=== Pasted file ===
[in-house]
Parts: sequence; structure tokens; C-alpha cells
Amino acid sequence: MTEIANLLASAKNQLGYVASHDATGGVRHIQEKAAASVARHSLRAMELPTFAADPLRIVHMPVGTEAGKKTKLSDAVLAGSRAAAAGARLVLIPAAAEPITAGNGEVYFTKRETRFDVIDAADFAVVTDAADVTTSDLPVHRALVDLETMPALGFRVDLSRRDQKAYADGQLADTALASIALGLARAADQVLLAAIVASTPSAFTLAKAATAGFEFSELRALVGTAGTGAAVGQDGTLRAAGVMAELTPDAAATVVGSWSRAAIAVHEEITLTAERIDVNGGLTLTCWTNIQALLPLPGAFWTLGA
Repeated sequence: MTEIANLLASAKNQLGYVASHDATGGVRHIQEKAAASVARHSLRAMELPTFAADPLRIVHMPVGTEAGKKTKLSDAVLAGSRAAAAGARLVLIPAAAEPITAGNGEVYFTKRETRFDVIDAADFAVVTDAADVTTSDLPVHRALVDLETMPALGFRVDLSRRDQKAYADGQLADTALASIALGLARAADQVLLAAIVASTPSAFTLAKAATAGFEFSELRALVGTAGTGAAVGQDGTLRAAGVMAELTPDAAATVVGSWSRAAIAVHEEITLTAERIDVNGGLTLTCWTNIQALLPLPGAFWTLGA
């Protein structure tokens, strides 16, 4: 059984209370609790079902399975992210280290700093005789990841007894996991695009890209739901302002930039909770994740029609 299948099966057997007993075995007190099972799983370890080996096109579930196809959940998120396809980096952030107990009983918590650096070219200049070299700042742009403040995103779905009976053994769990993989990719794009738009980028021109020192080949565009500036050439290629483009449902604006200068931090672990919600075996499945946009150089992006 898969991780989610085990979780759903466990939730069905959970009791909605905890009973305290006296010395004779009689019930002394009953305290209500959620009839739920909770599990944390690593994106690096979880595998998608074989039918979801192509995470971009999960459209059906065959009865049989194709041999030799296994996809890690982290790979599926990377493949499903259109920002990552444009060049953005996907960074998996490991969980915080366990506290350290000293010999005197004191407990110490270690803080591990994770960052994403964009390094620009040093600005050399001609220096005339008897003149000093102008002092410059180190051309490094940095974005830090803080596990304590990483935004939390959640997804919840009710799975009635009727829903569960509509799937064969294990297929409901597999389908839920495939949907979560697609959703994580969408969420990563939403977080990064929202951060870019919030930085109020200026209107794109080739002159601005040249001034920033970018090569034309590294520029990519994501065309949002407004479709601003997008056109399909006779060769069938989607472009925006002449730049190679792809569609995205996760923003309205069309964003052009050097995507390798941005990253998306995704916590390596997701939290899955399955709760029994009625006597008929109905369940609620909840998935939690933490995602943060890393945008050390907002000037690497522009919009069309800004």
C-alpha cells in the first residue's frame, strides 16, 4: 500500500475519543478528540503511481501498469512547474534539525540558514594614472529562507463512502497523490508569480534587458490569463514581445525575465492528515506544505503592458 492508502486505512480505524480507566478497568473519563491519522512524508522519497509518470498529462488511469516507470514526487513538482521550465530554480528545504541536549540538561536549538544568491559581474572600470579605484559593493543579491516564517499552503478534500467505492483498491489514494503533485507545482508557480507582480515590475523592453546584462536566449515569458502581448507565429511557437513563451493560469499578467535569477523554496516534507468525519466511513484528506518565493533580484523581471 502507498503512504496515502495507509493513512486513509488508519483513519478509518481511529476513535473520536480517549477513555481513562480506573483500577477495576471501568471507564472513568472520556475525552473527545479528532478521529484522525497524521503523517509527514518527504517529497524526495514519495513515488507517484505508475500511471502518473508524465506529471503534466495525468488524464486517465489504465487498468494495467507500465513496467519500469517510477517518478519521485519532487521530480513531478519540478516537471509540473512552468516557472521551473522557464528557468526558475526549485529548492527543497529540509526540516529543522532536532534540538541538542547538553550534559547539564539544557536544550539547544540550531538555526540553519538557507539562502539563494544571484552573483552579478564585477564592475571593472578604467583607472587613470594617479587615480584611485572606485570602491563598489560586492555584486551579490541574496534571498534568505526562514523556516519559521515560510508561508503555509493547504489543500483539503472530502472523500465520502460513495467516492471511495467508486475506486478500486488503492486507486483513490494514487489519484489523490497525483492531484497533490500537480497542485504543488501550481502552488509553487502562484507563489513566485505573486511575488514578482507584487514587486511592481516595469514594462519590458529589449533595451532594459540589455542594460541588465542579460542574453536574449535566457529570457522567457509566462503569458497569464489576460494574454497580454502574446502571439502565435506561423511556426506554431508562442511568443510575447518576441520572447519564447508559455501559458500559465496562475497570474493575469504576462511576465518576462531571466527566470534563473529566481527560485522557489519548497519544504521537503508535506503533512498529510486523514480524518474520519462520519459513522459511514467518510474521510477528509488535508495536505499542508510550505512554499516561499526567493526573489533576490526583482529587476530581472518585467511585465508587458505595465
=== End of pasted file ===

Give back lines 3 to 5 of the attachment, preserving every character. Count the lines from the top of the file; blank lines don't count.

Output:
Amino acid sequence: MTEIANLLASAKNQLGYVASHDATGGVRHIQEKAAASVARHSLRAMELPTFAADPLRIVHMPVGTEAGKKTKLSDAVLAGSRAAAAGARLVLIPAAAEPITAGNGEVYFTKRETRFDVIDAADFAVVTDAADVTTSDLPVHRALVDLETMPALGFRVDLSRRDQKAYADGQLADTALASIALGLARAADQVLLAAIVASTPSAFTLAKAATAGFEFSELRALVGTAGTGAAVGQDGTLRAAGVMAELTPDAAATVVGSWSRAAIAVHEEITLTAERIDVNGGLTLTCWTNIQALLPLPGAFWTLGA
Repeated sequence: MTEIANLLASAKNQLGYVASHDATGGVRHIQEKAAASVARHSLRAMELPTFAADPLRIVHMPVGTEAGKKTKLSDAVLAGSRAAAAGARLVLIPAAAEPITAGNGEVYFTKRETRFDVIDAADFAVVTDAADVTTSDLPVHRALVDLETMPALGFRVDLSRRDQKAYADGQLADTALASIALGLARAADQVLLAAIVASTPSAFTLAKAATAGFEFSELRALVGTAGTGAAVGQDGTLRAAGVMAELTPDAAATVVGSWSRAAIAVHEEITLTAERIDVNGGLTLTCWTNIQALLPLPGAFWTLGA
């Protein structure tokens, strides 16, 4: 059984209370609790079902399975992210280290700093005789990841007894996991695009890209739901302002930039909770994740029609 299948099966057997007993075995007190099972799983370890080996096109579930196809959940998120396809980096952030107990009983918590650096070219200049070299700042742009403040995103779905009976053994769990993989990719794009738009980028021109020192080949565009500036050439290629483009449902604006200068931090672990919600075996499945946009150089992006 898969991780989610085990979780759903466990939730069905959970009791909605905890009973305290006296010395004779009689019930002394009953305290209500959620009839739920909770599990944390690593994106690096979880595998998608074989039918979801192509995470971009999960459209059906065959009865049989194709041999030799296994996809890690982290790979599926990377493949499903259109920002990552444009060049953005996907960074998996490991969980915080366990506290350290000293010999005197004191407990110490270690803080591990994770960052994403964009390094620009040093600005050399001609220096005339008897003149000093102008002092410059180190051309490094940095974005830090803080596990304590990483935004939390959640997804919840009710799975009635009727829903569960509509799937064969294990297929409901597999389908839920495939949907979560697609959703994580969408969420990563939403977080990064929202951060870019919030930085109020200026209107794109080739002159601005040249001034920033970018090569034309590294520029990519994501065309949002407004479709601003997008056109399909006779060769069938989607472009925006002449730049190679792809569609995205996760923003309205069309964003052009050097995507390798941005990253998306995704916590390596997701939290899955399955709760029994009625006597008929109905369940609620909840998935939690933490995602943060890393945008050390907002000037690497522009919009069309800004």